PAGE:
I’ve been researching (and writing about) the daily routine at Hortense’s school in Saint-Germain-en-Laye. I was excited to discover Lettres de deux jeunes amis, which I took at face value, as letters between girls, one a student at Madame Campan’s second school in Ecouen. I was dismayed to learn that they’re fiction … yet written by Madame Campan, so in fact they are still of great value to me, because she would correctly describe how her school was run.

This week’s delicious Sundae Sundries


Links for writers & other creatives …

• I love Amanda Hocking’s board on Pinterest: Writing Tips & Tricks & Other Helpful Advice. And, while you’re on Pinterest, check out my own board: Tools & Toys for Writers.

• One of the items on Amanda Hocking’s Pinterest board (see link above) caught my eye: Writers: Get Into the Writing Mood With This Free Online Tool.

Too cool! AudioSparx is a music site for film-makers, but it’s free for writers, who only want to listen. Click mood upper right, and click on the emotion of the scene you wish to write. (Ignore the occasional “review” word popping up.)

I just clicked on “Canned Monkeys” track in Hectic, but soon I’ll be switching to something in Confrontational as I prepare to write a scene in the WIP. This is fun, but it is also seriously effective.

Links for perpetual students …

• Readers of this blog know that I’m a Coursera enthusiast. I’ve just signed up for Exploring Beethoven’s Piano Sonatas, because playing piano is one of Hortense’s many talents.

• For fans of Historical Fiction, this is a great course: Plagues, Witches, and War: The Worlds of Historical Fiction. Coursera courses are free, and once signed up you may watch the lectures at your leisure.

Links for readers …

• Poor Doris Lessing! M15 spies followed writer Doris Lessing for more than 20 years. They even came with her on vacation. 

Have a great week!

An island, a bookclub & writing muddles — plus Sundae Sundries: links for writers, readers & other creatives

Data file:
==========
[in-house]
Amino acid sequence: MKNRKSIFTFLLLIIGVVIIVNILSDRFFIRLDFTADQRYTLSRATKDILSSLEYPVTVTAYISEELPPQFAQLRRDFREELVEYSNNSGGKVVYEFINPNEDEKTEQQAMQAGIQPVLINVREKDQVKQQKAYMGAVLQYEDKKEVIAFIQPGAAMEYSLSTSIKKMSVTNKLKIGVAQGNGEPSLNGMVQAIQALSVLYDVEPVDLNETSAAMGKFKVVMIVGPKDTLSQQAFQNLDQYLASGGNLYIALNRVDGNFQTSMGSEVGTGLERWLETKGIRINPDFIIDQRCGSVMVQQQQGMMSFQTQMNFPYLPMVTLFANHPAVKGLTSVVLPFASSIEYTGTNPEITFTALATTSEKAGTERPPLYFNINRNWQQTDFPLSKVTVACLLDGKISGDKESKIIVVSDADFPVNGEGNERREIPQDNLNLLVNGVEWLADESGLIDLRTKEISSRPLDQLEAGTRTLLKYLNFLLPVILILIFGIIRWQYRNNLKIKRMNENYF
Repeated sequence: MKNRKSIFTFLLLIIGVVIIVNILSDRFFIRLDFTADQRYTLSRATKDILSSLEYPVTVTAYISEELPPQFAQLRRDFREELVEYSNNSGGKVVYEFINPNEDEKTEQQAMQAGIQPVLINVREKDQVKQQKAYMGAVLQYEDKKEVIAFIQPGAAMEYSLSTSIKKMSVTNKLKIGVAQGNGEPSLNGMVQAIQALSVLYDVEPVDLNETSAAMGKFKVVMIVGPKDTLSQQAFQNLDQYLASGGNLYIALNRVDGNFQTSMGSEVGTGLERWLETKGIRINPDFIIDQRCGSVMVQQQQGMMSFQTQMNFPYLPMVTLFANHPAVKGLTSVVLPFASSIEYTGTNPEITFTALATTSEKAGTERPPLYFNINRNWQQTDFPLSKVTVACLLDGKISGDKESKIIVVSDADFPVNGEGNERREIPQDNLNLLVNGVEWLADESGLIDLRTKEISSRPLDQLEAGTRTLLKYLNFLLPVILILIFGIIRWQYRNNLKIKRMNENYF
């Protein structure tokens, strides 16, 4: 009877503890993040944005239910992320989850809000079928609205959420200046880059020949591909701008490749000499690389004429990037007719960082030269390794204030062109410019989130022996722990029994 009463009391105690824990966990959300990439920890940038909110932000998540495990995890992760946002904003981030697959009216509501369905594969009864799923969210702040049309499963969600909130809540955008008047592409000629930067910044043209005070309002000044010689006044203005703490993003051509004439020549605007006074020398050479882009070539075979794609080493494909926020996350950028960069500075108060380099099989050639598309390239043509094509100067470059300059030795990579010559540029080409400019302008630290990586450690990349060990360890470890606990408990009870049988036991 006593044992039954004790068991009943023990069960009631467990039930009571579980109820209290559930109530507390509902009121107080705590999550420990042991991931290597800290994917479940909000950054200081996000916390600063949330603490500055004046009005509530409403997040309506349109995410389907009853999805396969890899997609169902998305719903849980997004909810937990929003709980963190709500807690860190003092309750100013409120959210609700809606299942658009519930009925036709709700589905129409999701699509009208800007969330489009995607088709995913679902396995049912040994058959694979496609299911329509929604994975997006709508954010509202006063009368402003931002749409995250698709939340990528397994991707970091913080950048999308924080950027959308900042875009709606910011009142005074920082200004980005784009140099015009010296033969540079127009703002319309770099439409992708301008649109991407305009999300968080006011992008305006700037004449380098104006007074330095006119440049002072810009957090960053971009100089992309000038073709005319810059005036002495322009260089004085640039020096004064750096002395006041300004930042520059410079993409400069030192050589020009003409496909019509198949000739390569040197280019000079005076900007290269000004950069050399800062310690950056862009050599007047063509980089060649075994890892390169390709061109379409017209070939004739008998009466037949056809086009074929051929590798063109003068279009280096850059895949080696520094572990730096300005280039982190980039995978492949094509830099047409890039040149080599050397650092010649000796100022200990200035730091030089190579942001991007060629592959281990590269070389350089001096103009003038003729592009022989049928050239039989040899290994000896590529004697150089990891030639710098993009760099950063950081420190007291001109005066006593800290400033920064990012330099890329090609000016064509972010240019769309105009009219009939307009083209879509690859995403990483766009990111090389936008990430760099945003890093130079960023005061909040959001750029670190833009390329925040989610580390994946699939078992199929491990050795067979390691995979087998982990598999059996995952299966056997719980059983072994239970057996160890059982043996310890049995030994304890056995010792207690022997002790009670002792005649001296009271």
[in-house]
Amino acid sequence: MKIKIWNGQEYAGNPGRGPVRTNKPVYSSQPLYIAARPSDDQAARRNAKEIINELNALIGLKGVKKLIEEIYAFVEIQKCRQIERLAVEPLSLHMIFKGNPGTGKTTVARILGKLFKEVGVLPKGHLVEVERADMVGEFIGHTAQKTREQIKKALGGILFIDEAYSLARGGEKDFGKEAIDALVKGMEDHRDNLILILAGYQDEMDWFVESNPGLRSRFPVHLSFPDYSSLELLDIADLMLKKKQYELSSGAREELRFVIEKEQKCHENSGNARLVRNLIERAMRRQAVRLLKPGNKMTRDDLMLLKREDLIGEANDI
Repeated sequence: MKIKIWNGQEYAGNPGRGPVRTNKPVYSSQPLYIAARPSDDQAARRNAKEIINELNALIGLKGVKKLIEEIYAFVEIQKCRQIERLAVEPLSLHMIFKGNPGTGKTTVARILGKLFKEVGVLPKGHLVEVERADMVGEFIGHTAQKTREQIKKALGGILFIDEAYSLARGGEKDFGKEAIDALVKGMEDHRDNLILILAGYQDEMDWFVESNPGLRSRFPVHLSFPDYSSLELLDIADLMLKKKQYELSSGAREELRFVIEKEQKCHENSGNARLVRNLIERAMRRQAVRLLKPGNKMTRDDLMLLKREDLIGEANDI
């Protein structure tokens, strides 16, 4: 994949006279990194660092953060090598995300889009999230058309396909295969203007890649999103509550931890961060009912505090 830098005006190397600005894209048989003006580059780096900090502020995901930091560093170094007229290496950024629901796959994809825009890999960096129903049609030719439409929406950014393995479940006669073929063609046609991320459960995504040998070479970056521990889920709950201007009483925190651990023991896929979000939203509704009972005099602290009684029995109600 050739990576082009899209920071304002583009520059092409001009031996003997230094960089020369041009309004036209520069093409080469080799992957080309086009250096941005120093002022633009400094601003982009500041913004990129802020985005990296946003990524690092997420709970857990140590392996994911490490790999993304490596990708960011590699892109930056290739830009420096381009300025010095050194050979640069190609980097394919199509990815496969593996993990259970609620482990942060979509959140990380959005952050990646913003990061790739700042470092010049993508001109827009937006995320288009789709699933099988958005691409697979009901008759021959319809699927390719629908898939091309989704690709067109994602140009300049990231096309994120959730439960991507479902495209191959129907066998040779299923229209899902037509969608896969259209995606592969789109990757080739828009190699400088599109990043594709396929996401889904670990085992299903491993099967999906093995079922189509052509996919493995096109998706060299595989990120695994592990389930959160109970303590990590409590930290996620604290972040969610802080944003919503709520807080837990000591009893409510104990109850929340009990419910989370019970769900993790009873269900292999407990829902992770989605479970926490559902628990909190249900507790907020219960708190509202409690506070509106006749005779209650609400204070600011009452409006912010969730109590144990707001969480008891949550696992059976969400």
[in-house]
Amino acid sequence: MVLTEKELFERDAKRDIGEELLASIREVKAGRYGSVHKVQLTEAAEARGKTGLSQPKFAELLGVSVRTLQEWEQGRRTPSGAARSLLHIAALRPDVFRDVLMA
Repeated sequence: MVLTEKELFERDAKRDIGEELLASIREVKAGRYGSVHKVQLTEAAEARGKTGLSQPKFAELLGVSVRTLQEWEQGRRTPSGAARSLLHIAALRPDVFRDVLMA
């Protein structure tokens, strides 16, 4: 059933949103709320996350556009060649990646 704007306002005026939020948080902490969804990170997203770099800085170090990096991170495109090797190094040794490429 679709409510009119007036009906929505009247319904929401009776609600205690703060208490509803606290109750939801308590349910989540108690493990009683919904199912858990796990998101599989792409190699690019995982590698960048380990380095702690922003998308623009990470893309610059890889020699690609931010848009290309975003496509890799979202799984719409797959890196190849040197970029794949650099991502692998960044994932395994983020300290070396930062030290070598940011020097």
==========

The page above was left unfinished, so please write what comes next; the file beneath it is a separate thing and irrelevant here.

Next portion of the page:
We returned Monday from a weekend with my daughter and her family at their new home on Amherst Island.


{Rural mailboxes; DH disappearing into the lighthouse on their property; Kiki in the outfit she picked out for her mom’s birthday dinner.}

On Wednesday I met with members of Bonnechere Books, a local book club, in the most charming setting possible:


They had wonderful questions to ask about The Shadow Queen, which they’d all just read. In talking about the evolution of that novel, I realized how fanciful it is—and questioned whether or not I wasn’t being too literal in writing Hortense’s story.

I’ve been thinking a lot about James Patterson’s MasterClass, which I mentioned last week. In editing a manuscript, he writes at the top of chapters that aren’t working: BE THERE. That’s a good rule of thumb throughout the fiction-writing process.

“Take everything that’s bright and beautiful in you and introduce it to the shadow side of yourself.” —Parker Palmer, in his Naropa Unviersity commencement address. (From the wonderful blog Brain Pickings.)

Here are my Sundae Sundries … this time mostly for writers. These were popular articles in my Flipboard “magazine” this week.


Links for writers & other creatives …

The Little Known Secret to Pixar’s Creative Success. Take heart! “Every idea starts out as an ugly baby.”

The 5 Things Productive Writers do Differently.

• An Elizabeth Gilbert TED talk: Your elusive creative genius. I’ve been listening to her new podcast series, Magic Lessons, coaching creatives. I like it.

• We all knew this, but it’s shocking nonetheless: Homme de Plume: What I Learned Sending My Novel Out Under a Male Name.

• I love Debbie Ridpath Ohi! (@inkyelbows) Back Burner Writing, Essential Apps and How I’m Squeezing In Extra Writing Every Day.

Links for all book lovers …